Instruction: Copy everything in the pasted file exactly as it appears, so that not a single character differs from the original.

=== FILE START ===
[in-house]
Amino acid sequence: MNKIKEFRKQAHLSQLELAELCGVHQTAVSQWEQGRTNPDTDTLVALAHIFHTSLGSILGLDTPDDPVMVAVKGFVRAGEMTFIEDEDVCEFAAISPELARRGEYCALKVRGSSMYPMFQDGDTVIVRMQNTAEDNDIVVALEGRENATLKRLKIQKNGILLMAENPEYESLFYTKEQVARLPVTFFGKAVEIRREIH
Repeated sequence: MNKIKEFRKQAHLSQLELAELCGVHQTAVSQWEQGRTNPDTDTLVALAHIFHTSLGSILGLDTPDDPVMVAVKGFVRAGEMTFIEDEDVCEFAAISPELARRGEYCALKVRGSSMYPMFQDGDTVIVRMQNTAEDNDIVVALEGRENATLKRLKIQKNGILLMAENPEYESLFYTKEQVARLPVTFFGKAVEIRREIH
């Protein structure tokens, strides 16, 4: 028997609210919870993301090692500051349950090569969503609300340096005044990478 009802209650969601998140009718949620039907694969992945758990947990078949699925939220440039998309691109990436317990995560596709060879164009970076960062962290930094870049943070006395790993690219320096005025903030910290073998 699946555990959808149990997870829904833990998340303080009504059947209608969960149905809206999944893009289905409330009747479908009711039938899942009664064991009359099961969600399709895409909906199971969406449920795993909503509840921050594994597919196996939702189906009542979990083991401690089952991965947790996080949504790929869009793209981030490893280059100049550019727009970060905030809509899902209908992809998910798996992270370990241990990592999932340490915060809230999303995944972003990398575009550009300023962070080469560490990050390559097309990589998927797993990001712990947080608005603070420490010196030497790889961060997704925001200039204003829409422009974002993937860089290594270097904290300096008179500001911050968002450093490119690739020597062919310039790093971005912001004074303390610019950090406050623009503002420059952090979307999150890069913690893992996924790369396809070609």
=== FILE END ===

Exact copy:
[in-house]
Amino acid sequence: MNKIKEFRKQAHLSQLELAELCGVHQTAVSQWEQGRTNPDTDTLVALAHIFHTSLGSILGLDTPDDPVMVAVKGFVRAGEMTFIEDEDVCEFAAISPELARRGEYCALKVRGSSMYPMFQDGDTVIVRMQNTAEDNDIVVALEGRENATLKRLKIQKNGILLMAENPEYESLFYTKEQVARLPVTFFGKAVEIRREIH
Repeated sequence: MNKIKEFRKQAHLSQLELAELCGVHQTAVSQWEQGRTNPDTDTLVALAHIFHTSLGSILGLDTPDDPVMVAVKGFVRAGEMTFIEDEDVCEFAAISPELARRGEYCALKVRGSSMYPMFQDGDTVIVRMQNTAEDNDIVVALEGRENATLKRLKIQKNGILLMAENPEYESLFYTKEQVARLPVTFFGKAVEIRREIH
């Protein structure tokens, strides 16, 4: 028997609210919870993301090692500051349950090569969503609300340096005044990478 009802209650969601998140009718949620039907694969992945758990947990078949699925939220440039998309691109990436317990995560596709060879164009970076960062962290930094870049943070006395790993690219320096005025903030910290073998 699946555990959808149990997870829904833990998340303080009504059947209608969960149905809206999944893009289905409330009747479908009711039938899942009664064991009359099961969600399709895409909906199971969406449920795993909503509840921050594994597919196996939702189906009542979990083991401690089952991965947790996080949504790929869009793209981030490893280059100049550019727009970060905030809509899902209908992809998910798996992270370990241990990592999932340490915060809230999303995944972003990398575009550009300023962070080469560490990050390559097309990589998927797993990001712990947080608005603070420490010196030497790889961060997704925001200039204003829409422009974002993937860089290594270097904290300096008179500001911050968002450093490119690739020597062919310039790093971005912001004074303390610019950090406050623009503002420059952090979307999150890069913690893992996924790369396809070609």